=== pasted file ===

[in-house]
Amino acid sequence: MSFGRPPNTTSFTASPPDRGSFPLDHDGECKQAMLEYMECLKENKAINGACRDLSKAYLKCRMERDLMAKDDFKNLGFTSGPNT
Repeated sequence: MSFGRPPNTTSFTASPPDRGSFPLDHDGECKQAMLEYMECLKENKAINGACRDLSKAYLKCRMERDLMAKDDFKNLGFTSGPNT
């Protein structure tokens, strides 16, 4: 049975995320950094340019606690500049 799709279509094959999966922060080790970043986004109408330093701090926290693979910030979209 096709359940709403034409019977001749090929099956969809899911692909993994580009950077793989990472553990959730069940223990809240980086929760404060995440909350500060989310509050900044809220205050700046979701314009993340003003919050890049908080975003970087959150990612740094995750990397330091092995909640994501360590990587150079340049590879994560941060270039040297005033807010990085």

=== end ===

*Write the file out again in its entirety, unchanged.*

[in-house]
Amino acid sequence: MSFGRPPNTTSFTASPPDRGSFPLDHDGECKQAMLEYMECLKENKAINGACRDLSKAYLKCRMERDLMAKDDFKNLGFTSGPNT
Repeated sequence: MSFGRPPNTTSFTASPPDRGSFPLDHDGECKQAMLEYMECLKENKAINGACRDLSKAYLKCRMERDLMAKDDFKNLGFTSGPNT
């Protein structure tokens, strides 16, 4: 049975995320950094340019606690500049 799709279509094959999966922060080790970043986004109408330093701090926290693979910030979209 096709359940709403034409019977001749090929099956969809899911692909993994580009950077793989990472553990959730069940223990809240980086929760404060995440909350500060989310509050900044809220205050700046979701314009993340003003919050890049908080975003970087959150990612740094995750990397330091092995909640994501360590990587150079340049590879994560941060270039040297005033807010990085």